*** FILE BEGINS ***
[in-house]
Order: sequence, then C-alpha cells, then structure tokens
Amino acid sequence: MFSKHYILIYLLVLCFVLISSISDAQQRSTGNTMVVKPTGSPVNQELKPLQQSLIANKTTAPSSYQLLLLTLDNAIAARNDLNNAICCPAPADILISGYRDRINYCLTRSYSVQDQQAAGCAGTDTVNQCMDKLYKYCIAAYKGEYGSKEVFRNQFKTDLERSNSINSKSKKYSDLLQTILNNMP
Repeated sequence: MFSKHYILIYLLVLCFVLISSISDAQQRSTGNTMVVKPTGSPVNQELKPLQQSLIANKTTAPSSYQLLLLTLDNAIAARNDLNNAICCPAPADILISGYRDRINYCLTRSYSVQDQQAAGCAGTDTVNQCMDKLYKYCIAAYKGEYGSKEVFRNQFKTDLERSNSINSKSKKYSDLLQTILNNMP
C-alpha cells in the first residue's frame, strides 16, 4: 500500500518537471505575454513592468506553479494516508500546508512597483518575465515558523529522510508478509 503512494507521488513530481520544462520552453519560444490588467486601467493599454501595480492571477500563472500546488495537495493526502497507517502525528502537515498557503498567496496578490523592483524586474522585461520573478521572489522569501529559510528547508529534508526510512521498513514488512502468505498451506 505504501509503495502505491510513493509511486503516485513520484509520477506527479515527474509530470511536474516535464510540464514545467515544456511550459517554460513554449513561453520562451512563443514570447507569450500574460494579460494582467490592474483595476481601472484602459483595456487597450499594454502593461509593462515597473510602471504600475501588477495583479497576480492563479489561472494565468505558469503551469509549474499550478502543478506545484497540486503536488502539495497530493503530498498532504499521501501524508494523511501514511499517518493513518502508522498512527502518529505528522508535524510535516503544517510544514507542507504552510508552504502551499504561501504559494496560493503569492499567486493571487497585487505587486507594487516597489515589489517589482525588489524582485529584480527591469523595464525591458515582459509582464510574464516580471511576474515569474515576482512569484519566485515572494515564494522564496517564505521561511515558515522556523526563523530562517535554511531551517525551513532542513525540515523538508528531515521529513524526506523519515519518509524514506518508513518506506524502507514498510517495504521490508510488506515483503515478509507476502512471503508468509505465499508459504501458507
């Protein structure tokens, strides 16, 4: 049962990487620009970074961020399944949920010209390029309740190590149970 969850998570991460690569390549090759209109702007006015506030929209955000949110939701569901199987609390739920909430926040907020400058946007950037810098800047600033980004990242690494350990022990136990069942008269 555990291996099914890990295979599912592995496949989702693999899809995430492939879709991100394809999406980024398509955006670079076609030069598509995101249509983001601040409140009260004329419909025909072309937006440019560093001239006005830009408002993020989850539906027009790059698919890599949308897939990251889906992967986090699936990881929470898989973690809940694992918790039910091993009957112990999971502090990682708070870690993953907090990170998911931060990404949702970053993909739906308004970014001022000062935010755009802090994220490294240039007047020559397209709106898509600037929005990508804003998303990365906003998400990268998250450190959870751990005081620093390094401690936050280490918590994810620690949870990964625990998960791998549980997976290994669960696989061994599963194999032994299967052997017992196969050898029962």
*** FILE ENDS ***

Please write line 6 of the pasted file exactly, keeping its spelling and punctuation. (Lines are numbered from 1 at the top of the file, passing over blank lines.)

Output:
């Protein structure tokens, strides 16, 4: 049962990487620009970074961020399944949920010209390029309740190590149970 969850998570991460690569390549090759209109702007006015506030929209955000949110939701569901199987609390739920909430926040907020400058946007950037810098800047600033980004990242690494350990022990136990069942008269 555990291996099914890990295979599912592995496949989702693999899809995430492939879709991100394809999406980024398509955006670079076609030069598509995101249509983001601040409140009260004329419909025909072309937006440019560093001239006005830009408002993020989850539906027009790059698919890599949308897939990251889906992967986090699936990881929470898989973690809940694992918790039910091993009957112990999971502090990682708070870690993953907090990170998911931060990404949702970053993909739906308004970014001022000062935010755009802090994220490294240039007047020559397209709106898509600037929005990508804003998303990365906003998400990268998250450190959870751990005081620093390094401690936050280490918590994810620690949870990964625990998960791998549980997976290994669960696989061994599963194999032994299967052997017992196969050898029962």